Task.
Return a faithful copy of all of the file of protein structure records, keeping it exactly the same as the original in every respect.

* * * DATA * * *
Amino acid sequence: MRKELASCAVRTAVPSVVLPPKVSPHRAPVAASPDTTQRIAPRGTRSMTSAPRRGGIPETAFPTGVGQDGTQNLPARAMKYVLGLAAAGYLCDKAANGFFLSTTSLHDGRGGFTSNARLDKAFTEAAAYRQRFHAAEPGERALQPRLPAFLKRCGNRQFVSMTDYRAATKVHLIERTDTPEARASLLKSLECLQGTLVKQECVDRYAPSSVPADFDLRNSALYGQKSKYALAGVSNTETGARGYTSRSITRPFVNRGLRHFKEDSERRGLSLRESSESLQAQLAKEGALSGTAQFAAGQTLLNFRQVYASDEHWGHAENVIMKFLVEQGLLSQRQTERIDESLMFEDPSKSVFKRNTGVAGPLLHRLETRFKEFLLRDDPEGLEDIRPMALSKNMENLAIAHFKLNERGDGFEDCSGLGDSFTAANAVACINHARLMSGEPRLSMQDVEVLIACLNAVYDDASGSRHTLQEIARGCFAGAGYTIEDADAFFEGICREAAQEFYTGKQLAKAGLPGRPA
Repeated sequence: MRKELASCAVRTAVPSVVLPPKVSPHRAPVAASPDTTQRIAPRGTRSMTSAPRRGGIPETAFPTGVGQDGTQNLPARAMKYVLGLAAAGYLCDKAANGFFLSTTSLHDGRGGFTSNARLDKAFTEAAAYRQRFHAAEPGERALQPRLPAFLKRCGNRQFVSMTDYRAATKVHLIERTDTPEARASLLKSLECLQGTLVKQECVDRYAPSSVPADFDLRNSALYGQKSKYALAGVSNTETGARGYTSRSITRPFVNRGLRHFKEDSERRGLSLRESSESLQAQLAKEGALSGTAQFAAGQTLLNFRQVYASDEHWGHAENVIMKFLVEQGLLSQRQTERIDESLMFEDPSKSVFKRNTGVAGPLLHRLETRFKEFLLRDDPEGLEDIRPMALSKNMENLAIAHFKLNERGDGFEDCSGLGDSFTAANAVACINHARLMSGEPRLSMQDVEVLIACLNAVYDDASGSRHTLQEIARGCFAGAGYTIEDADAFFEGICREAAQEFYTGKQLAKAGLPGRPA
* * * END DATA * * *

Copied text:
Amino acid sequence: MRKELASCAVRTAVPSVVLPPKVSPHRAPVAASPDTTQRIAPRGTRSMTSAPRRGGIPETAFPTGVGQDGTQNLPARAMKYVLGLAAAGYLCDKAANGFFLSTTSLHDGRGGFTSNARLDKAFTEAAAYRQRFHAAEPGERALQPRLPAFLKRCGNRQFVSMTDYRAATKVHLIERTDTPEARASLLKSLECLQGTLVKQECVDRYAPSSVPADFDLRNSALYGQKSKYALAGVSNTETGARGYTSRSITRPFVNRGLRHFKEDSERRGLSLRESSESLQAQLAKEGALSGTAQFAAGQTLLNFRQVYASDEHWGHAENVIMKFLVEQGLLSQRQTERIDESLMFEDPSKSVFKRNTGVAGPLLHRLETRFKEFLLRDDPEGLEDIRPMALSKNMENLAIAHFKLNERGDGFEDCSGLGDSFTAANAVACINHARLMSGEPRLSMQDVEVLIACLNAVYDDASGSRHTLQEIARGCFAGAGYTIEDADAFFEGICREAAQEFYTGKQLAKAGLPGRPA
Repeated sequence: MRKELASCAVRTAVPSVVLPPKVSPHRAPVAASPDTTQRIAPRGTRSMTSAPRRGGIPETAFPTGVGQDGTQNLPARAMKYVLGLAAAGYLCDKAANGFFLSTTSLHDGRGGFTSNARLDKAFTEAAAYRQRFHAAEPGERALQPRLPAFLKRCGNRQFVSMTDYRAATKVHLIERTDTPEARASLLKSLECLQGTLVKQECVDRYAPSSVPADFDLRNSALYGQKSKYALAGVSNTETGARGYTSRSITRPFVNRGLRHFKEDSERRGLSLRESSESLQAQLAKEGALSGTAQFAAGQTLLNFRQVYASDEHWGHAENVIMKFLVEQGLLSQRQTERIDESLMFEDPSKSVFKRNTGVAGPLLHRLETRFKEFLLRDDPEGLEDIRPMALSKNMENLAIAHFKLNERGDGFEDCSGLGDSFTAANAVACINHARLMSGEPRLSMQDVEVLIACLNAVYDDASGSRHTLQEIARGCFAGAGYTIEDADAFFEGICREAAQEFYTGKQLAKAGLPGRPA